Earlier this week the Reserve Bank (RBA) released the minutes of the Monetary Policy Meeting for February 2019. One of the things that really stood out for me was the commentary relating to the housing market, specifically relating to the impact of falling prices. The following quote is taken straight from the minutes.
‘From a longer-run perspective, members assessed that, following such large increases in housing prices, the effect of the recent price falls on overall economic activity was expected to be relatively small. However, members observed that if prices were to fall much further, consumption could be weaker than forecast, which would result in lower GDP growth, higher unemployment and lower inflation than forecast. From a financial stability perspective, tighter lending standards, an improving labour market and low interest rates were all likely to support households' capacity to service their debt. Few households were in negative equity positions despite the falls in housing prices, implying that banks' losses would be limited even if household financial stress were to become more widespread.’
While it would be great to know how much further the RBA believes dwelling values would have to fall to start affecting consumption, it is looking inevitable that dwelling values will fall further over the coming months. As the above chart shows, values have now declined from their peak across each of the five largest cities in Australia, values have also recorded a significant decline over recent years in Darwin, and a more recent monthly fall in Hobart. Many other regions, including regional areas of most states and territories have recorded falls in dwelling values, with values in Regional Qld and Regional WA sitting lower than their peak for more than a decade now.
The decline in dwelling values doesn’t appear to be close to finding a floor yet. This is particularly the case in the two largest markets of Sydney in Melbourne. In fact, if anything the rate of decline in both of these cities has been accelerating over recent months.
The concerns about the impact of a declining housing market on household consumption are well founded. Household consumption accounts for more than half of gross domestic product (GDP) so if consumption slows, it is very likely that economic growth will also slow. To-date household consumption has been steady however; consumption isn’t growing as it did before the financial crisis and it has slowed over recent years.
At the same time as consumption has underperformed, the household saving ratio has reduced over recent quarters, highlighting that households are saving less. While the ratio has not fallen to the lows recorded during the 2000s it is clear that households are saving a lot less than they were initial post-GFC and this is despite inflation remaining consistently below 2%. To-date the reduction in saving has not provided a boost to household consumption and in fact, more regularly released retail trade data shows that expenditure at the shops has reduced which doesn’t bode well for consumption figures going forward.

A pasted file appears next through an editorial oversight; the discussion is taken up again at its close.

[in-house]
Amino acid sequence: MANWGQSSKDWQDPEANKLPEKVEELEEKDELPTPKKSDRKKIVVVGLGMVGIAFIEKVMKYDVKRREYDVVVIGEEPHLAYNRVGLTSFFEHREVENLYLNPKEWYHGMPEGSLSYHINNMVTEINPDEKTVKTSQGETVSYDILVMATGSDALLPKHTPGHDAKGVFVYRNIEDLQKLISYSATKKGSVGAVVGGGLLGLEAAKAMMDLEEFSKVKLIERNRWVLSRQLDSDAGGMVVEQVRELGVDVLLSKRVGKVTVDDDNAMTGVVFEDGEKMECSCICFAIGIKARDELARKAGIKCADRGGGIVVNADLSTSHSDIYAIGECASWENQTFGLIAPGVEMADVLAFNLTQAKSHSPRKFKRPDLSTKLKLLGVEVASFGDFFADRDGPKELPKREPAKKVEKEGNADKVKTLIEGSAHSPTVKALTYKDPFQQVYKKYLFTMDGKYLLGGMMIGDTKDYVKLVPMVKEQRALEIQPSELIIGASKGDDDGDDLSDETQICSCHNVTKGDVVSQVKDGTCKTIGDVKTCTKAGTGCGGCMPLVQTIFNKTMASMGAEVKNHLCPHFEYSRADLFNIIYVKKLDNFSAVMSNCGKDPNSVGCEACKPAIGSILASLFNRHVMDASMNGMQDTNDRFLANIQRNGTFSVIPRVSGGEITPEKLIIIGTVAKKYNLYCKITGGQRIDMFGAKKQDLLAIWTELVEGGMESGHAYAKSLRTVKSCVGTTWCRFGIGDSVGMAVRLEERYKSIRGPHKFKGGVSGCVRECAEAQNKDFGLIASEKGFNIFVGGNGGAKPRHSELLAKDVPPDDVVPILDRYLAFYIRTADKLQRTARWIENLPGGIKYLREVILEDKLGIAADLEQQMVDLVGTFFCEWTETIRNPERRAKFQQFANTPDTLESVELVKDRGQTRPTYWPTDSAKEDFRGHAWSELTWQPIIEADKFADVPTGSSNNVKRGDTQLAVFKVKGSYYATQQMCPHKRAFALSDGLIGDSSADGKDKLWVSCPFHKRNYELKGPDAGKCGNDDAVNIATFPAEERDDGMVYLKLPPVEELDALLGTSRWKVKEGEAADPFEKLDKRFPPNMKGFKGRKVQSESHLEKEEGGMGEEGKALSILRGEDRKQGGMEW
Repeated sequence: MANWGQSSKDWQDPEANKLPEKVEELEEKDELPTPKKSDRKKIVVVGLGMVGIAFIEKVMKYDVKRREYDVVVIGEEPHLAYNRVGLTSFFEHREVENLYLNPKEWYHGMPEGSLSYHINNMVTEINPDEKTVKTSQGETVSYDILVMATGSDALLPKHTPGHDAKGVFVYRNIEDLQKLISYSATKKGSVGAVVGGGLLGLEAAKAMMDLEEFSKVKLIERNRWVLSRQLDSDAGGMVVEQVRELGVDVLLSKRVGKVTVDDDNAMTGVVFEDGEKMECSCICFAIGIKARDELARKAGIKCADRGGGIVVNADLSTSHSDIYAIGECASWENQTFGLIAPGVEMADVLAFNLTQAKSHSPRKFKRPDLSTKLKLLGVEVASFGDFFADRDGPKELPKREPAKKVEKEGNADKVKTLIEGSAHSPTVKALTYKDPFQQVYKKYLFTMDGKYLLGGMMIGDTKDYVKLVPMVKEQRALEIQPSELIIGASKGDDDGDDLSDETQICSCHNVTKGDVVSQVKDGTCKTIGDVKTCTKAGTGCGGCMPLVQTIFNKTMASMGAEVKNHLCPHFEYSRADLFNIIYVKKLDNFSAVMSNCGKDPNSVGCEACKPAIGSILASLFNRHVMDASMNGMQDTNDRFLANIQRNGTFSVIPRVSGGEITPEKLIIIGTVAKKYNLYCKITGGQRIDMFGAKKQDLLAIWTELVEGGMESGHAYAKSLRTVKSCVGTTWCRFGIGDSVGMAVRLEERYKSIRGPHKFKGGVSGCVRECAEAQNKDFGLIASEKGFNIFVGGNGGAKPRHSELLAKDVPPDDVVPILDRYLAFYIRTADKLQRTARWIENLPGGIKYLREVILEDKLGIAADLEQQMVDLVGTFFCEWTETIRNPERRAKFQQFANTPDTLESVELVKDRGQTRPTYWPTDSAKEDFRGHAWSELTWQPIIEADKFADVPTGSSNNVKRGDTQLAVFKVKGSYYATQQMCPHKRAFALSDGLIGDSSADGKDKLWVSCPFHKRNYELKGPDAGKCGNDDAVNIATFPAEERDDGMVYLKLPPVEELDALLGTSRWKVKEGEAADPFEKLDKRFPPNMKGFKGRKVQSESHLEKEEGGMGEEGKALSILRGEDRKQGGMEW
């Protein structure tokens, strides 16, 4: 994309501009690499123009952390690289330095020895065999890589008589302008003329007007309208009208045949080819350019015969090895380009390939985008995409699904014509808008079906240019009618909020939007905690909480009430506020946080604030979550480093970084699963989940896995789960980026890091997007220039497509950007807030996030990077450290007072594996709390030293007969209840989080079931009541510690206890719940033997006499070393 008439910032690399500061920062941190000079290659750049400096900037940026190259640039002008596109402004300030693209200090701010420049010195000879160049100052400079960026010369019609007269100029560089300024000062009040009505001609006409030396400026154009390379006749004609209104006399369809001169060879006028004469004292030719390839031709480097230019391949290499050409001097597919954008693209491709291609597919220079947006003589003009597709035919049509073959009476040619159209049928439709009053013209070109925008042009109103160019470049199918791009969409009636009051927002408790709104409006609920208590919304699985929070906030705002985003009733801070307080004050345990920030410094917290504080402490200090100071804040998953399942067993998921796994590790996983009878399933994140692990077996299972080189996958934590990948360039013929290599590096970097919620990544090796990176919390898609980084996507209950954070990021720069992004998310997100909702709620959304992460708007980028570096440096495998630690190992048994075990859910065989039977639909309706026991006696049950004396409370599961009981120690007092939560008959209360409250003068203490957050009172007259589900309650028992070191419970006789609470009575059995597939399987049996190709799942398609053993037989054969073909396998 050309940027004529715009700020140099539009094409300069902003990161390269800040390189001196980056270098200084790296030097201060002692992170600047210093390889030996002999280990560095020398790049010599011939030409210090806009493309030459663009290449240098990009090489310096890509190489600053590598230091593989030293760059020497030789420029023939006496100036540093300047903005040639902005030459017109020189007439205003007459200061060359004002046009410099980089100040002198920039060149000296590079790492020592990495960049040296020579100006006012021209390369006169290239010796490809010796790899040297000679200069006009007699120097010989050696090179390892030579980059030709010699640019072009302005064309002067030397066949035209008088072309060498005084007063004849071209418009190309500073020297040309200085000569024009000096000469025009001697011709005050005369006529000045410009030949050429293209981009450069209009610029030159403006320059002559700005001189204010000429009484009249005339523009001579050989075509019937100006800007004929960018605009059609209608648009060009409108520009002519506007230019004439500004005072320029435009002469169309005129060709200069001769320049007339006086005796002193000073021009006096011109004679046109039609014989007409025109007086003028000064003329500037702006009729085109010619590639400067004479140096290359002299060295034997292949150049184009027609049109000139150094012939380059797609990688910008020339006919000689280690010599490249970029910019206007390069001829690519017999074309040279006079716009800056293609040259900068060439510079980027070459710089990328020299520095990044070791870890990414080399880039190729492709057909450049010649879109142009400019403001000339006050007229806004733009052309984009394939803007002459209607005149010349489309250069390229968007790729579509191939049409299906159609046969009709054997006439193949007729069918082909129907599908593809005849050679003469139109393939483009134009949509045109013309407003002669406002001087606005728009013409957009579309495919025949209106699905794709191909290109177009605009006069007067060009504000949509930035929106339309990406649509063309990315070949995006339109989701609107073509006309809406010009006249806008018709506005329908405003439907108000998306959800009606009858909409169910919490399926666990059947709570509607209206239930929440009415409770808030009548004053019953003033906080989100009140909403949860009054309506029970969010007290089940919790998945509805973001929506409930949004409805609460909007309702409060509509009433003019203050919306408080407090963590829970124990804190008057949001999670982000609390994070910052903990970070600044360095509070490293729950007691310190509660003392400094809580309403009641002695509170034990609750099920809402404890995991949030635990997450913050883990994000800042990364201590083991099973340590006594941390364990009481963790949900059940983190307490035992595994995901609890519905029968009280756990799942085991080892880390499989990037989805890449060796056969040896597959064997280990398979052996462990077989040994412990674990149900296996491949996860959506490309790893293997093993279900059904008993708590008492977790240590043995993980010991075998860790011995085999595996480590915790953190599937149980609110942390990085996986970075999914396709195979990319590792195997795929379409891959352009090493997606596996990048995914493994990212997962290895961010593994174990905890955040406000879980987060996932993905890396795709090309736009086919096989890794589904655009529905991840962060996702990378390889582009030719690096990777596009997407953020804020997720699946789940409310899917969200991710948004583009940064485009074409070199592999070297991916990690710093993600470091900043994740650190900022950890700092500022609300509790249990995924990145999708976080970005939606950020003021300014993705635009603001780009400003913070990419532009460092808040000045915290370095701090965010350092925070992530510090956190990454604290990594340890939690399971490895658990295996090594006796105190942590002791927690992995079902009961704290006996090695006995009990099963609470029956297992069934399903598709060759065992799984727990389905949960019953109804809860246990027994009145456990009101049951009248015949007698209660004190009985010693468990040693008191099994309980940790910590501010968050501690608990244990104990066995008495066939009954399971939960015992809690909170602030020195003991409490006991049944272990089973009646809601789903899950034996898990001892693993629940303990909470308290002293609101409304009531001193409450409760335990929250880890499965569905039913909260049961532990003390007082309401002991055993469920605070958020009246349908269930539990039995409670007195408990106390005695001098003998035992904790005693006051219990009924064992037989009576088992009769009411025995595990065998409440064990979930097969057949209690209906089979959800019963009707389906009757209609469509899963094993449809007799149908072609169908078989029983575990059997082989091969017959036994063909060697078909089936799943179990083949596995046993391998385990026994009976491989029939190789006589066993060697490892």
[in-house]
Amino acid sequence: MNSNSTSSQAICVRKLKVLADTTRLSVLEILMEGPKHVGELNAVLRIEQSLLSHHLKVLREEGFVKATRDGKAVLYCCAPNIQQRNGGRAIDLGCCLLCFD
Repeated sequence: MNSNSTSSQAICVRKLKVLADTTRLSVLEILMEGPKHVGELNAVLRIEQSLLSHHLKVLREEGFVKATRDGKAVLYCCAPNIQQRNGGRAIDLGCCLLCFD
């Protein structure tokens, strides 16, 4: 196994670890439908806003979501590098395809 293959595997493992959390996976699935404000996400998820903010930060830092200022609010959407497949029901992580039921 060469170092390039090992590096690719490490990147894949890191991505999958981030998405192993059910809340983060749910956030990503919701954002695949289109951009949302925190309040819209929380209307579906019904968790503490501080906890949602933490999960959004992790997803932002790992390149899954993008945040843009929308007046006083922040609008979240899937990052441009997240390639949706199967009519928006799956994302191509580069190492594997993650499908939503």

Over the 2018 calendar year, retail trade increased by 2.8%. By comparison, compound annual growth in retail trade over the past decade has been recorded at 3.3%. NSW where dwelling values are recording the greatest declines has seen retail trade increase by 1.7% over the past year, the slowest annual rate of change since March 2012. Not only is NSW the largest and most expensive housing market, it also accounts for almost one-third of national retail trade. If trade continues to slow in the largest state, it is unlikely to bode well for household consumption going forward.
Given the already declining housing market, which looks set to continue, slower household consumption, below target inflation, reduced household savings and slowing retail trade, it looks likely that household consumption growth will slow further over coming quarters. As the RBA states that could lead to slower economic growth and in-turn necessitate an interest rate cut.
The RBA board next meets on the 5th March. Between then and now a raft of additional data will be released including: the CoreLogic Home Value Index, private sector credit data, building approvals data and a range of inputs for the National Accounts. Unfortunately, National Accounts will not be released until the day after the RBA board meeting however, they will have plenty of new information to assess. Will it be weak enough to necessitate a rate cut? Who knows, but with the RBA shifting to a more neutral interest rate outlook, a run of poor data could see the next RBA meeting become ‘live’ for a rate cut despite not having the full data from the National Accounts until the following day. Personally, I don’t think the RBA will be ready to cut official interest rates next month but with each data release I am more convinced a rate cut is looking more likely. In fact, labour force data which has been showing an ongoing decline in the unemployment rate is the only data release which is overly positive at the moment.